Monthly Archives: April 2007

kurt vonnegut, rip

One of my favorite authors in high school was Kurt Vonnegut, who passed away a couple of weeks back.  I’ve heard quite a few people say that he helped them make sense of an absurd world.

Kurt Vonnegut helped me embrace the absurdity in the world rather than make sense of it.  I think that’s an important lesson, because some things just don’t make much sense, do they?

This picture was lifted from the New York Times.

At one time I could claim to have read all of his published novels.  I can now claim to have read and forgotten much of what’s in his published novels, but think it’s time to dust some of them off and give them a try again.  I watched the film adaptation of his book Mother Night this past Friday – a fairly good film in its own right.  I cannot tell you whether it’s true to the book.  I enjoyed it for the same reason I remember enjoying the rest of his work – raucous comedy, unlikely people finding themselves in absurd situations, and a landscape thick with anti-heroes.  And always tenderness and an appreciation for human beings as wonderful and flawed creatures.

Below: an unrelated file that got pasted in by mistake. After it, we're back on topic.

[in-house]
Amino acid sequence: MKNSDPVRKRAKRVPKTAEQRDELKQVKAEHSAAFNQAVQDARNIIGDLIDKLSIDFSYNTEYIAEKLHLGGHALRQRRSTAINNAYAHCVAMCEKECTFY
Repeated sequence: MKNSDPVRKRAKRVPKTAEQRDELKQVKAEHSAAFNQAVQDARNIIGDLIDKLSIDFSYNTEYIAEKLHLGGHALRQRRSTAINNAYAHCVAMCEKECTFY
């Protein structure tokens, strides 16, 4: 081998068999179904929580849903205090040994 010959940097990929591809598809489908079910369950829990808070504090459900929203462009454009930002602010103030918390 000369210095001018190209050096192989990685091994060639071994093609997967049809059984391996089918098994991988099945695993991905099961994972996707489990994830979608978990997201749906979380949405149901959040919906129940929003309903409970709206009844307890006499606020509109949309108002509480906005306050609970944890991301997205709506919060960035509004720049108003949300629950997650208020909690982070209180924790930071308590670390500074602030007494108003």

I had the good fortune to see him speak at the University of Washington about eleven or twelve years ago.  The first 30 minutes or so were a rambling series of stories, with no discernable relationship to one another.  Something about buying envelopes, having a secret crush on a local store clerk, and a bunch of other stuff I no longer remember.  Suddenly just as I thought he was going to either launch into another semi-coherent story, he tied everything up into a nice, neat package reminding us to do plenty of "farting around" (his words) and having fun, because that’s why we’re here.  Then he said "I’m outta here", and walked off.

By the way, the biggest laugh of the night was when Mr. Vonnegut talked about his eulogy for Isaac Asimov, his predecessor as President of the American Society of Humanists.  He cleared his throat and said solemnly "Isaac is in heaven now …".

If you’re interested, you can read some of Mr. Vonnegut’s columns in In These Times here.  The New York Times also has a nice index of Vonnegut writings, reviews, and resources here.

our newly-minted green belt!